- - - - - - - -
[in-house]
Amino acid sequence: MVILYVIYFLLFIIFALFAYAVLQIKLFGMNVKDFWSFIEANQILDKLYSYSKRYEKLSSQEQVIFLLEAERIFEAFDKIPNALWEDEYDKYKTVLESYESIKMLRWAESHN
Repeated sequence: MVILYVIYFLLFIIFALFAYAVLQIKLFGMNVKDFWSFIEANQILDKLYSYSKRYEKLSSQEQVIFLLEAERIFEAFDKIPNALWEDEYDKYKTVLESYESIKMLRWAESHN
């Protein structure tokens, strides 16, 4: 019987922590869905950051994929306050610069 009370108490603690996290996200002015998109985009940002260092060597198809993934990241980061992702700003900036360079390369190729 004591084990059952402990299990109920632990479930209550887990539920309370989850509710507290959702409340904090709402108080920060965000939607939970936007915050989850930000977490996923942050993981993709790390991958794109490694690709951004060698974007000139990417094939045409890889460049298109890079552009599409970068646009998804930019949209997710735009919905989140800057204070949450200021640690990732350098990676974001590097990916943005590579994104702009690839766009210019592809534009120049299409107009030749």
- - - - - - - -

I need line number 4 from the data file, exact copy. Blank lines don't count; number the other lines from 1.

């Protein structure tokens, strides 16, 4: 019987922590869905950051994929306050610069 009370108490603690996290996200002015998109985009940002260092060597198809993934990241980061992702700003900036360079390369190729 004591084990059952402990299990109920632990479930209550887990539920309370989850509710507290959702409340904090709402108080920060965000939607939970936007915050989850930000977490996923942050993981993709790390991958794109490694690709951004060698974007000139990417094939045409890889460049298109890079552009599409970068646009998804930019949209997710735009919905989140800057204070949450200021640690990732350098990676974001590097990916943005590579994104702009690839766009210019592809534009120049299409107009030749």